On today's Times we find out that Barbara Bush, daughter of President George W. Bush, will break ranks with her father and come out in in support of gay marriage. My first reaction is one of astonishment. This is not because Ms. Bush will in fact come out against her father on this issue, but because such an announcement is in fact worthy of news coverage. In case any further proof was needed, this coverage would appear to confirm Kevin Phillips' assessment that our democratic experiment has taken a turn towards aristocracy. Why should anybody care what Ms. Bush thinks on anything? Note that the article does not explain why her views on this particular issue should carry any special weight, nor does it feel that it has to. Her name speaks for itself.
But then, if you keep reading, something very interesting crops up.
Barbara Bush is not only famous relative to come out in favor of gay marriage and against the public position of her father. Meghan McCain, daughter of John McCain, also has come out in support of gay marriage, and so has Mary Cheney. Laura Bush has also spoken out in support of the issue.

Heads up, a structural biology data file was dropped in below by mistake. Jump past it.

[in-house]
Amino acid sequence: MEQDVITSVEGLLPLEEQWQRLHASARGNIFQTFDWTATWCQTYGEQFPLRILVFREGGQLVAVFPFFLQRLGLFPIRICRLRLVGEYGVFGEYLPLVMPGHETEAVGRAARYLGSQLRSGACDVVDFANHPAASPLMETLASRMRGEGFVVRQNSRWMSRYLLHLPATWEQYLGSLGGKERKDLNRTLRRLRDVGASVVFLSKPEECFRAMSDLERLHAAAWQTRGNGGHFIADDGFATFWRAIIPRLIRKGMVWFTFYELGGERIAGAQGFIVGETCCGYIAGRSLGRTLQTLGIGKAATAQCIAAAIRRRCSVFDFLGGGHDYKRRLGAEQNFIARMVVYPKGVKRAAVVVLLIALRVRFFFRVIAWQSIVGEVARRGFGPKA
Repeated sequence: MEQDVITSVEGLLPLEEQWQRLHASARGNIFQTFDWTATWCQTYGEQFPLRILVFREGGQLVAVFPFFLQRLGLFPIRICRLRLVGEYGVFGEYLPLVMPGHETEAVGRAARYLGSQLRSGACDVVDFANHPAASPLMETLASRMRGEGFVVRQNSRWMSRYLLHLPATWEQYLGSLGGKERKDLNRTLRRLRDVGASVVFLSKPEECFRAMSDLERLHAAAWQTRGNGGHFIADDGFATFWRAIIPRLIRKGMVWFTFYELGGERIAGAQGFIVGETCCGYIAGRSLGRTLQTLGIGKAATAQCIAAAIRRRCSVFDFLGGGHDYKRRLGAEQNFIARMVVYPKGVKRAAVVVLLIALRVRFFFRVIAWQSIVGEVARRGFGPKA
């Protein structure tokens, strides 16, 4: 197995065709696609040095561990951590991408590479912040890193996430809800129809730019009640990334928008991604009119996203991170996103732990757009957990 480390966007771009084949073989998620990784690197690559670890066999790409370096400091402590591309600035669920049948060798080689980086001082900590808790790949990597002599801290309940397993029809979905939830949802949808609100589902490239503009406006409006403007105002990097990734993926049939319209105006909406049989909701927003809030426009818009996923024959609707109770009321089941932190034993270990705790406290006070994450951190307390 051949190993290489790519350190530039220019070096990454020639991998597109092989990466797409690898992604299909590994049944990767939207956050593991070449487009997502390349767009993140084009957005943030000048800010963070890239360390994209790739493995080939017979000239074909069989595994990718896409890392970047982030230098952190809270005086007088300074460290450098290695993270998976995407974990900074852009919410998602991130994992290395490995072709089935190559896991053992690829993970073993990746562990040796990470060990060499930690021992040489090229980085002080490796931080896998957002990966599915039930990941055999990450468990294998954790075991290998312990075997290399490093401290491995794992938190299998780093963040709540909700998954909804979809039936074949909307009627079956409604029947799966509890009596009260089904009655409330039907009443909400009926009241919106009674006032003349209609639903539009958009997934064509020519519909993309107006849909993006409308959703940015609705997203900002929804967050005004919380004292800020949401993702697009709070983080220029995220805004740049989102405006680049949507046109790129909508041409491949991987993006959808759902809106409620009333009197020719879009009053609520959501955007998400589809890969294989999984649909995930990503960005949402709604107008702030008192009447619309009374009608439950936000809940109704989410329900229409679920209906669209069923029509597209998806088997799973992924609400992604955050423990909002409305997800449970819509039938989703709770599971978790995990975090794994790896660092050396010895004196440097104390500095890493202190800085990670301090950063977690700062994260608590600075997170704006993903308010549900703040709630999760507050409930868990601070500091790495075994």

According to the Times, gay advocates point to these splits as proof that support for gay marriage is not a question of partisan affiliation or even family values. That seems right. But far more interesting to me is the fact that pseudo-public figures, such as relatives of former presidents, can speak out on sensitive issues in ways that their elected relatives cannot. If political socialization begins in the home, and political identification tracks family lineage, gay rights advocates have a powerful point. There is something about this issue that makes it different from others as a question of politics.
This makes me wonder: what is it that makes this issue so important to the conservative political establishment and its base? For the life of me, I cannot figure it out.